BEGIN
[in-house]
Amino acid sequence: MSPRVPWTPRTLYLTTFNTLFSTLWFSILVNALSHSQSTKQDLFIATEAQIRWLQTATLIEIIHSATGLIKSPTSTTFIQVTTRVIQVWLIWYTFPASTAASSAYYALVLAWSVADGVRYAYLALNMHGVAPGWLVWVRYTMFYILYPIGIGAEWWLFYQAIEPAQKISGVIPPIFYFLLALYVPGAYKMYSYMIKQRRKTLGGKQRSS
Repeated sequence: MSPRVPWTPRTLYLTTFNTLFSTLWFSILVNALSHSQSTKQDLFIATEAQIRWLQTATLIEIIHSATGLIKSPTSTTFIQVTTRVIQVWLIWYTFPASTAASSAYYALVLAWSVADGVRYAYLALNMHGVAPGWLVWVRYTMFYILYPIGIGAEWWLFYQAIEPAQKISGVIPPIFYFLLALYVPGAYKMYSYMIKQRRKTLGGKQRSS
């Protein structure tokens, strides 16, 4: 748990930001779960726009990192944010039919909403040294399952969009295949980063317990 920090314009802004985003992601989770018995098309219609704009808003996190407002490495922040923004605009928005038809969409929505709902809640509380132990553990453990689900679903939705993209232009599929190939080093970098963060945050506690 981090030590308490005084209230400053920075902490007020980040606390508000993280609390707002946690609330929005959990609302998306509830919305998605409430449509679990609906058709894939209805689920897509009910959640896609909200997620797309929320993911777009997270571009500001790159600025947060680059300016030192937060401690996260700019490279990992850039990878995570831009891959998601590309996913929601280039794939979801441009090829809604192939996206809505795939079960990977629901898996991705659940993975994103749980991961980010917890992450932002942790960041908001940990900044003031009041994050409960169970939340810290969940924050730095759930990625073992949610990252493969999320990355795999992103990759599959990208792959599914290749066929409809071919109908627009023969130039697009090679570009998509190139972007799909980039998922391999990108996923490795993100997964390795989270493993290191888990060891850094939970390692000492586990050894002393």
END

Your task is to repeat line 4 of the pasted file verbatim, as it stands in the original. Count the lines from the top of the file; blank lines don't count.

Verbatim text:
């Protein structure tokens, strides 16, 4: 748990930001779960726009990192944010039919909403040294399952969009295949980063317990 920090314009802004985003992601989770018995098309219609704009808003996190407002490495922040923004605009928005038809969409929505709902809640509380132990553990453990689900679903939705993209232009599929190939080093970098963060945050506690 981090030590308490005084209230400053920075902490007020980040606390508000993280609390707002946690609330929005959990609302998306509830919305998605409430449509679990609906058709894939209805689920897509009910959640896609909200997620797309929320993911777009997270571009500001790159600025947060680059300016030192937060401690996260700019490279990992850039990878995570831009891959998601590309996913929601280039794939979801441009090829809604192939996206809505795939079960990977629901898996991705659940993975994103749980991961980010917890992450932002942790960041908001940990900044003031009041994050409960169970939340810290969940924050730095759930990625073992949610990252493969999320990355795999992103990759599959990208792959599914290749066929409809071919109908627009023969130039697009090679570009998509190139972007799909980039998922391999990108996923490795993100997964390795989270493993290191888990060891850094939970390692000492586990050894002393």